Ask people in the Cincinnati theatrical world about Lynn Meyers, and the first thing to come to their mouths is probably a smile.

That’s because, in her 13 years as producing artistic director at the Ensemble Theatre of Cincinnati, Meyers has brought an invigorating personality and infectious enthusiasm to the stage (or backstage, as it may be), as well as an eerily keen knack for choosing just the right scripts for the right moment in time.

“I took the job for three months,” Meyers jokes. “It’s been a longer stay than anyone expected.” Indeed, what was to be a transitional job, filling an immediate need on the part of the ETC, turned into a longtime occupation.

The ETC is self-described as “Cincinnati’s only professional theater fully committed to a mission of providing new theater that is both locally acclaimed and nationally honored.” Meyers herself hails from a track record littered with accomplishments. As a casting director, she’s worked for Mary Tyler Moore (MTM) productions, CBS, PBS, HBO and the BBC. The Thomas More College graduate has also served as the location casting director for the 1994 big-budget flick The Shawshank Redemption.

All the way from directing Steel Magnolias at Garry Marshall’s Falcon Theatre in Los Angeles to off-Broadway credits such as Traveler in the Dark and Max and Maxie, Meyers has traveled across the two coasts and Canada for her craft, while keeping intact her personal devotion to Cincinnati.

An unrelenting belief in its neighborhood home, Over-the-Rhine, truly characterizes the Ensemble, Meyers observes. Some would say the community loyalty is for good, while others for ill. But the urban character of the community — challenging, moody, sometimes gritty — has shaped the theatrical calendar as much as it has shaped the audience and staff. “ETC was, I think, a strong catalyst in the neighborhood,” Meyers says. “I am glad we stuck it out and stayed.” Now, with the construction of the School for Creative & Performing Arts next door, Meyers’ wisdom has more than proven itself.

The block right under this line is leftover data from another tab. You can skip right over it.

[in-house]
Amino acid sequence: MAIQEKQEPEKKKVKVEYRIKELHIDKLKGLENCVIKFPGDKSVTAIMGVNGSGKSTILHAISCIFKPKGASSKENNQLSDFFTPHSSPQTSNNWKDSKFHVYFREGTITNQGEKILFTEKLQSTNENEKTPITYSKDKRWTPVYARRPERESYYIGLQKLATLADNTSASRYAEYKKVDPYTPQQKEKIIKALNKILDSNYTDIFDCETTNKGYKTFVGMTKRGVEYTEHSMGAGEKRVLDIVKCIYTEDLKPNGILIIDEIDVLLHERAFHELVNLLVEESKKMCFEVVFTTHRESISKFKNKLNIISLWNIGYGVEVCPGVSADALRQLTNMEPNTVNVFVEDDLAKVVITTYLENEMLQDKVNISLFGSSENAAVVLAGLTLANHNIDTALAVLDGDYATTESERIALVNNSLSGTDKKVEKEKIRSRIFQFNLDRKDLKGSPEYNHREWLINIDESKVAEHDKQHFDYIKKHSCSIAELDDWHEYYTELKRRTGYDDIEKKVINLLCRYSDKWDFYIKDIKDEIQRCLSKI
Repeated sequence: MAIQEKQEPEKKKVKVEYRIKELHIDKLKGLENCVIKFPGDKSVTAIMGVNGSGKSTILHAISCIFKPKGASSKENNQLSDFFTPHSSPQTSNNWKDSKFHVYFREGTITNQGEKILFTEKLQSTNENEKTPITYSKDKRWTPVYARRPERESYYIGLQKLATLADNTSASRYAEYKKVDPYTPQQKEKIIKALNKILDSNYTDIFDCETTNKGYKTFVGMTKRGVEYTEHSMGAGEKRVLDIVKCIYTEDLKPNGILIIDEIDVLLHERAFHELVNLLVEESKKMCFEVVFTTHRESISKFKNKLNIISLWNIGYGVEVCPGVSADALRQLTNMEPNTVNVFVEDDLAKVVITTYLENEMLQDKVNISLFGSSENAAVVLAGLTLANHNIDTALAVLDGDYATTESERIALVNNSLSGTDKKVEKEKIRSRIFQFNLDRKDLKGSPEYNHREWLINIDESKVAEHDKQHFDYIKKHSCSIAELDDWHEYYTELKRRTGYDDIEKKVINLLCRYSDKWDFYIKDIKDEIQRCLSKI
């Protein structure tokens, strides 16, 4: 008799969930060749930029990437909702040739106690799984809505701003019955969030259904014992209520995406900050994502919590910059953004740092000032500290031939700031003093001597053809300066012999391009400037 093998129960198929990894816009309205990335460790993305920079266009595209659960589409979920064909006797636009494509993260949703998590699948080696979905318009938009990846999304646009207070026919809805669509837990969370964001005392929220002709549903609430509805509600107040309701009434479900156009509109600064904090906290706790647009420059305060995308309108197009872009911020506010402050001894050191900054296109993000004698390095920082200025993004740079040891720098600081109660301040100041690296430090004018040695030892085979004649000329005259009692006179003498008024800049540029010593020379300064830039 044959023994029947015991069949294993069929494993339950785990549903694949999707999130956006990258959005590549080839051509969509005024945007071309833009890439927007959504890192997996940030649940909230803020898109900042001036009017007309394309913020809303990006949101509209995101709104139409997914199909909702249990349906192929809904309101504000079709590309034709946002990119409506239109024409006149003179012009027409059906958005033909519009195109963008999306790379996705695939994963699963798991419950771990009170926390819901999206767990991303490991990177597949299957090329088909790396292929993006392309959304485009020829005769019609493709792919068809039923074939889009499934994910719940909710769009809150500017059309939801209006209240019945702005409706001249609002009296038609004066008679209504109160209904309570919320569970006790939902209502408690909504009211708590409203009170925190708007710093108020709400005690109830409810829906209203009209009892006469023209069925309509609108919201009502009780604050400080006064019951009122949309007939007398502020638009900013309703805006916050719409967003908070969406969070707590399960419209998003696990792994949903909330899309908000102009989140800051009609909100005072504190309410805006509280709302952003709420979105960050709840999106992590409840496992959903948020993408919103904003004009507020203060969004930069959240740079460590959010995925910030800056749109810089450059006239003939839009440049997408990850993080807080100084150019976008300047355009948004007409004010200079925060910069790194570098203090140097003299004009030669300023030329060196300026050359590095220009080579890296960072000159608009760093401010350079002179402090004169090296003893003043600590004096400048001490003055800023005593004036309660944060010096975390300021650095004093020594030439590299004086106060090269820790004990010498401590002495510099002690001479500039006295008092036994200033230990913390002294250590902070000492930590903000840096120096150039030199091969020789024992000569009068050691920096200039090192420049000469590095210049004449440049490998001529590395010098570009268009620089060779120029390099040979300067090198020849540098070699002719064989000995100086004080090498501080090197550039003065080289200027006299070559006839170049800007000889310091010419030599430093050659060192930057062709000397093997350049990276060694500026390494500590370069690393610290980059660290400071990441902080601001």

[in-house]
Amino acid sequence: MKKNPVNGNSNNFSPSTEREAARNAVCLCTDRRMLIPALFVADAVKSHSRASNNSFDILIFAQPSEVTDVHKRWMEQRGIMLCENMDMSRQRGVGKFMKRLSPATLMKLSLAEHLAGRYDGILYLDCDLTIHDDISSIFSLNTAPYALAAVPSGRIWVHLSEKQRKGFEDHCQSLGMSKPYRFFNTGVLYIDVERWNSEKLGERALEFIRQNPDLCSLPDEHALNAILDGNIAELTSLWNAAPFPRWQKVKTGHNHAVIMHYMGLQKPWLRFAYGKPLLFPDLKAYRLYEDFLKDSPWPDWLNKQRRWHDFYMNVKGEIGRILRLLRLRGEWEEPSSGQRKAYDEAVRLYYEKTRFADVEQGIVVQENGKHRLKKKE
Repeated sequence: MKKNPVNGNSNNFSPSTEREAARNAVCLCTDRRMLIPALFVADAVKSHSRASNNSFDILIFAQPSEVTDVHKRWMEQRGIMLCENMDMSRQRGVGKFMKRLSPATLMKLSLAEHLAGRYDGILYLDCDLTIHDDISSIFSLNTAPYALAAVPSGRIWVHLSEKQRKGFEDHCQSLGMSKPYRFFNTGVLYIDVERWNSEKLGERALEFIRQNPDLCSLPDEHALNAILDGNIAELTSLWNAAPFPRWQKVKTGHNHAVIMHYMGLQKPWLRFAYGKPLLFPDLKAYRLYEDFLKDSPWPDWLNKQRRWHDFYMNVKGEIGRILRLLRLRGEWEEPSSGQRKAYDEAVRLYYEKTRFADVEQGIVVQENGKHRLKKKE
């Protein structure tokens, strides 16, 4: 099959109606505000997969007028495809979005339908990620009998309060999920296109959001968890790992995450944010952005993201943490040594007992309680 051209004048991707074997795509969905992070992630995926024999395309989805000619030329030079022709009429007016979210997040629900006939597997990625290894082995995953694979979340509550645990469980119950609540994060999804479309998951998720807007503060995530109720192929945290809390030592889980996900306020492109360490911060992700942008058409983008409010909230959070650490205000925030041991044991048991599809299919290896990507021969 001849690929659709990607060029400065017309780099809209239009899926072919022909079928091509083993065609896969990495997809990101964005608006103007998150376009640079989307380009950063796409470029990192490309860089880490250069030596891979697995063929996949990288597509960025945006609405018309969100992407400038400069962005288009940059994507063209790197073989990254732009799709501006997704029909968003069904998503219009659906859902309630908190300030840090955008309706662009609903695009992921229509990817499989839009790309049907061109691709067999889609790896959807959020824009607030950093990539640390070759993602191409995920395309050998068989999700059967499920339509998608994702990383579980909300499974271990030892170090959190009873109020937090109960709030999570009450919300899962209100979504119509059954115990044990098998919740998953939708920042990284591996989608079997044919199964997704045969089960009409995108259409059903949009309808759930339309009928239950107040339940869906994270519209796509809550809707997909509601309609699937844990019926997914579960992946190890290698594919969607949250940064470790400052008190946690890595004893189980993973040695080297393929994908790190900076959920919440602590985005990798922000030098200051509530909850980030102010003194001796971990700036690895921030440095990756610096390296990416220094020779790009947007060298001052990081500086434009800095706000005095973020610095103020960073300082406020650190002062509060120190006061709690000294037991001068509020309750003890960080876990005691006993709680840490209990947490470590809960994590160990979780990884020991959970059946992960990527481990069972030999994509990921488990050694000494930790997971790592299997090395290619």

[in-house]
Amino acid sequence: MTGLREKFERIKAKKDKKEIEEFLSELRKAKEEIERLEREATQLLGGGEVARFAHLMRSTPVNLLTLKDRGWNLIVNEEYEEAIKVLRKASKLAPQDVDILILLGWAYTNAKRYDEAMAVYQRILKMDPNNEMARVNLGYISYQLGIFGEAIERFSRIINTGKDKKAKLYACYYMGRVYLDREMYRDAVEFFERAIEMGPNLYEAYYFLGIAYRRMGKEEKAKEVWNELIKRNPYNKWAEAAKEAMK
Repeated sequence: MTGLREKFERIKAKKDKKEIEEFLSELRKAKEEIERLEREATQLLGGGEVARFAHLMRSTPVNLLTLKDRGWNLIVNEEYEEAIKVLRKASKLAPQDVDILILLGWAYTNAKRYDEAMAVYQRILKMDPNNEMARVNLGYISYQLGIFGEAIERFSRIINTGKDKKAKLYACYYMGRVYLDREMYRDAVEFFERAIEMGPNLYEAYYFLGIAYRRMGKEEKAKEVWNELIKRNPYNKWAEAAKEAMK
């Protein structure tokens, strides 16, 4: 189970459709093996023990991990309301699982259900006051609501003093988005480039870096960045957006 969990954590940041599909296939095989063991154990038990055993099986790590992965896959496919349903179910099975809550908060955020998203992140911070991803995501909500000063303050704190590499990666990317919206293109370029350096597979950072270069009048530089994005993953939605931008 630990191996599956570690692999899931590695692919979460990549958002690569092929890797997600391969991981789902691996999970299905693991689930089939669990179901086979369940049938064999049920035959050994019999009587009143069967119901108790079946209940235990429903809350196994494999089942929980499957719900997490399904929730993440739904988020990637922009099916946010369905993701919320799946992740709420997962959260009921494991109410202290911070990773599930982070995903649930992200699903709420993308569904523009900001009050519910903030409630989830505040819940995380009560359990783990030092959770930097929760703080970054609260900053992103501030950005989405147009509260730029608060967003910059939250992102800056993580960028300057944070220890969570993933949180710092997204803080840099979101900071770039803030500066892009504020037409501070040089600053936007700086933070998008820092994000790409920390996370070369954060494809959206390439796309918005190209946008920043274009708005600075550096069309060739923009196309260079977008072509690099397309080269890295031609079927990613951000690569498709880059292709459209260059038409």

As has the wisdom of the Ensemble’s key financial supporters — Stanley and Mickey Kaplan, Jack and Moe Rouse, and co-founders Ruth and John Sawyer and Ken and the late Murph Mahler — in hiring this particular director. Meyers says the contributions of Murph cannot be overlooked. Her death in late December took both cast and crew by shock. “She was just wonderful,” says Meyers in eulogy. “It’s not just money. It’s the loss of a spirit, a passion. She was here for every opening night.”

In terms of her own legacy, Meyers says, “The biggest thing was establishing that downtown Cincinnati can support another professional theater. Our audience has quadrupled. We are at capacity as far as a lot of the shows are concerned.” Is a move to bigger space in the future? No. “Our goal is to add more shows.” A summer season is on Meyers’ wish list: “I would love to renovate the building to have really good AC.”

Meanwhile, from I Am My Own Wife — with its Tony and Pulitzer nods — to the much acclaimed Hedwig and the Angry Inch and this season’s 33 Variations, Meyers has carefully placed her own stamp on the programming of her premieres. “A regional playhouse has to be about the region it is in.”

That stamp is, granted, sometimes controversial. No, no nudity, and no mere outrageousness for its own sake. “But I can’t imagine the rawness of things, the edginess, out in the suburbs. … We are in the character of a building steeped in a 100-year history. That really enlivens us, where we come from and the future.”

When talking about how she sketches out a season, Meyers uses the differences between Arthur Miller’s classic Death of a Salesman and the more modern-day adaptation that she is currently putting on — the Chaim Potok/Aaron Posner play about religion and individuality, My Name is Asher Lev — in order to illustrate her unique viewpoint. “It [our typical season] is not about Death of a Salesman,” Meyers says. “I really like Death of a Salesman, but it is not for us. Not everybody is going to do an Asher Lev.”